CHAMPAIGN – Each fall, the staff at Garden Hills scrambles to ensure that all its kindergarten and fifth-grade students have their required physicals and immunizations.
Often, about 30 percent of the fifth-grade class at Garden Hills starts the school year without the required medical care, said Principal Cheryl O'Leary. More than 900 children throughout the district were out of compliance at the beginning of this school year, she said.
If students don't have physicals and immunizations by mid-October, the state requires they leave school until they receive them. To prevent that, the Garden Hills staff does whatever it takes to get kids to a doctor's office, including making calls and driving them there themselves.
"We've worked hard with parents to secure appointments with doctors," O'Leary said. "That's a lot of administrative time. That's valuable time to me. That time of year, where it's so critical to get school started on a good note, getting routines established and working to get kids settled in classrooms, is time better spent."
This fall, O'Leary won't have to worry so much about it though. Many of her students received their physicals and immunizations Friday, at a health clinic at the school. The first-time effort to provide the required medical care at the school was a collaborative effort involving Garden Hills, the University of Illinois College of Nursing program, the Champaign-Urbana Public Health District and Pi Kappa Alpha fraternity.
"This is a very proactive measure to make sure our students are ready for the next school year," O'Leary said. "We know, of our children returning (for fifth grade), they are fully prepared and won't have to miss any school because of this. That's huge."
The health clinic was initiated by Luke Pelka, a senior in the nursing program and a member of Pi Kappa Alpha fraternity. Pelka and his classmates, Kelly Weibel and Kim Buzecky, were required to do a class project to promote nursing to the community.
Pelka's fraternity has an established relationship with Garden Hills, providing tutoring and mentoring to students and giving them Christmas presents every year. Pelka contacted O'Leary to ask about the school's health needs.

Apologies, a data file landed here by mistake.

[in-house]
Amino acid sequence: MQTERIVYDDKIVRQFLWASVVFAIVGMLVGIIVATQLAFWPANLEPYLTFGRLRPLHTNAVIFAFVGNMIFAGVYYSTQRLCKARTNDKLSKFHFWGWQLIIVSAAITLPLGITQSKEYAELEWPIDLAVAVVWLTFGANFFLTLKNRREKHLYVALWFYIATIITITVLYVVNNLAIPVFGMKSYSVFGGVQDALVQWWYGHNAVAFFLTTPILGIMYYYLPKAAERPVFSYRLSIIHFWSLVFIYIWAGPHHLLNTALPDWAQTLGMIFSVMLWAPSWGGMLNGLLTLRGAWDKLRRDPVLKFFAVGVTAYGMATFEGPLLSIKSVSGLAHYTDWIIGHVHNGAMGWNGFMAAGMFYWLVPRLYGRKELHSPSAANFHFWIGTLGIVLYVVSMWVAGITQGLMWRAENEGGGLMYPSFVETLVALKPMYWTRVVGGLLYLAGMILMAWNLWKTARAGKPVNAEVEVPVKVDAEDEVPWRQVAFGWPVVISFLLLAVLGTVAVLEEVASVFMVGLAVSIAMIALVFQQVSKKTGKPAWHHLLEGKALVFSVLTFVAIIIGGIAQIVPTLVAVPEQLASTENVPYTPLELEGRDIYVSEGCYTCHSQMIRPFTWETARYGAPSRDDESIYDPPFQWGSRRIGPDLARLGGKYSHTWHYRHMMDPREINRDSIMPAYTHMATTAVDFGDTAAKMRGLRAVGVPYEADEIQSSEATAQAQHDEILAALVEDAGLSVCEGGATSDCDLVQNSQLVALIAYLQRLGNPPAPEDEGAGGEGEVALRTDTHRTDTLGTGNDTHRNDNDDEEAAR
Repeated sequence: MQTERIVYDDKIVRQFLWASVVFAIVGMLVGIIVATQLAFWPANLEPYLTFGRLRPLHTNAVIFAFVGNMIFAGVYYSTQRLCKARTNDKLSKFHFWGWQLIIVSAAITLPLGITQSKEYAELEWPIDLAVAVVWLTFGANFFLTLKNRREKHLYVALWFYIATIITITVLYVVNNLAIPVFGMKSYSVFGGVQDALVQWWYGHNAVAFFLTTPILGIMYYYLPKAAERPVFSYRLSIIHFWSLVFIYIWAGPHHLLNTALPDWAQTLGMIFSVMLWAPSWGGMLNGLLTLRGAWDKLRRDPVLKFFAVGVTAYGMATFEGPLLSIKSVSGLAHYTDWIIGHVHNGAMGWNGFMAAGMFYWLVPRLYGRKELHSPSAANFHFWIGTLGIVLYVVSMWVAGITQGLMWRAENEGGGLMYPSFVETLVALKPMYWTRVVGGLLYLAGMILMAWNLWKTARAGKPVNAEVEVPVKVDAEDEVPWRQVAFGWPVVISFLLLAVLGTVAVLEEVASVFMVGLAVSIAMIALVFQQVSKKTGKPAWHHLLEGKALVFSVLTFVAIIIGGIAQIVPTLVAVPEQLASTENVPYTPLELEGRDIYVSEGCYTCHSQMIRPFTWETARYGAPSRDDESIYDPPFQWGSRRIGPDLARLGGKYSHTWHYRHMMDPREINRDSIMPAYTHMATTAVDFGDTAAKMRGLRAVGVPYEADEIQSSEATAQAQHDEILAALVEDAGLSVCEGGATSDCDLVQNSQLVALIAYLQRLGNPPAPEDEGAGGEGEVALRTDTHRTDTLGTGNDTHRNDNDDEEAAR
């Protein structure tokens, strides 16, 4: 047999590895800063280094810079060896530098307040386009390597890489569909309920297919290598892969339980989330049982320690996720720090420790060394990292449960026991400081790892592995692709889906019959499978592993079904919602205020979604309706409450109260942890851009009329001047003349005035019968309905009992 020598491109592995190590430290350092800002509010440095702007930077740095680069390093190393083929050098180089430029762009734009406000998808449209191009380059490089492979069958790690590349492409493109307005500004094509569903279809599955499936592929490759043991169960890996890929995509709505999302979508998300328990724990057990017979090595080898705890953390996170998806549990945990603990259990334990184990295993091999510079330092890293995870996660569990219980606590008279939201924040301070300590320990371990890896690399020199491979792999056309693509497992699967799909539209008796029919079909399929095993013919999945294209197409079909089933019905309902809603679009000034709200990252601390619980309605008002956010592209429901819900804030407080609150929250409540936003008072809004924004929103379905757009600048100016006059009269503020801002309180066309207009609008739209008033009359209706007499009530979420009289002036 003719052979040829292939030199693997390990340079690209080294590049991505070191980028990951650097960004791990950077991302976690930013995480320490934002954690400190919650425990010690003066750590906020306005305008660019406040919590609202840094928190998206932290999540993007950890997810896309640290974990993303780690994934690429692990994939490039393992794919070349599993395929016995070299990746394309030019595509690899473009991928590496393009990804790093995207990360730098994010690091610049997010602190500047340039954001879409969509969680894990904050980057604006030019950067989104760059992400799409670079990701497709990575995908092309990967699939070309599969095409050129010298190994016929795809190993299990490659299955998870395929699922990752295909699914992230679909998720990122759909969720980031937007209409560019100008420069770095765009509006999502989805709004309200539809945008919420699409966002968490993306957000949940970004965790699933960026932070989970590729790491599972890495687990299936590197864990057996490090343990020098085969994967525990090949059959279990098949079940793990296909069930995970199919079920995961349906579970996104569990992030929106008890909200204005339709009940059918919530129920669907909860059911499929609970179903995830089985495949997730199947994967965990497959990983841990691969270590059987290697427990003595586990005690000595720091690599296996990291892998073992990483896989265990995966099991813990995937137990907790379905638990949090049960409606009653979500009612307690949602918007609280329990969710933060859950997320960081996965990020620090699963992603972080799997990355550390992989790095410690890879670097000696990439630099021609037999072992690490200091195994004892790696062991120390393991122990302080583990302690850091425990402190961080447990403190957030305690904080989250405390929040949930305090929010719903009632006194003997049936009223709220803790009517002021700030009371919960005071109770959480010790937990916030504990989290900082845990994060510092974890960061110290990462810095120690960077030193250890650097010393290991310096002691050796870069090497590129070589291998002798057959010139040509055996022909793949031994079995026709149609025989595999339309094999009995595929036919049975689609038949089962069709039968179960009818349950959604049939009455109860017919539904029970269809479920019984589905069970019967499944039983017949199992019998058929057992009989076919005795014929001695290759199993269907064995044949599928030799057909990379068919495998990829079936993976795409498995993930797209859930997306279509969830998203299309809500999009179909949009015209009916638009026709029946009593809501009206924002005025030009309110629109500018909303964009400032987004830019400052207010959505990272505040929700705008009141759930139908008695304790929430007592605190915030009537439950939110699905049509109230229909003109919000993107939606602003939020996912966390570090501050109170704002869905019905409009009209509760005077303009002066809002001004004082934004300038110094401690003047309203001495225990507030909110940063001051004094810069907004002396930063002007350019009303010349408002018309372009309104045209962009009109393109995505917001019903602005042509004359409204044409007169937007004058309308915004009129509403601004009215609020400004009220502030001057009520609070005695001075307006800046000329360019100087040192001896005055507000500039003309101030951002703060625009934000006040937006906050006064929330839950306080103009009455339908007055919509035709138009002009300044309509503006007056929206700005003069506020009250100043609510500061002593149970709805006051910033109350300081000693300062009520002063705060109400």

The school physical issue came up, and Pelka and his classmates contacted the health department, which is providing the immunizations and the equipment needed for the physicals. They also got three nurses from the College of Nursing to conduct the clinic.
Penny Griglione, a social worker at Garden Hills, contacted the parents of all fourth-grade students, those entering kindergarten, and a handful who were missing required immunizations, asking if they wanted to have their children get physicals and immunizations at the clinic.
Griglione said she heard back from all the fourth-grade parents, and 45 children, most of them fourth-graders, were scheduled to be at the clinic Friday. The parents of the other fourth-graders told her they planned to make appointments with their doctors for physicals for their children.
She and O'Leary said it's difficult for parents to get an appointment if they wait until the fall, and many children at Garden Hills are from low-income families, with less access to medical care.
"I wasn't sure it was going to work, and they made it happen," O'Leary said of the nursing students and their project. "I'm just so overwhelmed that these kids did this. I was so impressed with the parents and the response. They were so grateful this was going to be done. It's one less thing they have to do to prepare their kids (for school)."
Pelka's fraternity is using money from fundraising projects to reimburse the nurses for their time and pay expenses of the health district. It will put the rest in a fund for the school to use in the future to help families get their children immunizations and physicals.
"By getting the physicals done, we can show families and the community and the campus what goes into nursing, what it is we do, what we're concerned with," Pelka said. "It shows compassion and collaboration and dedication to service."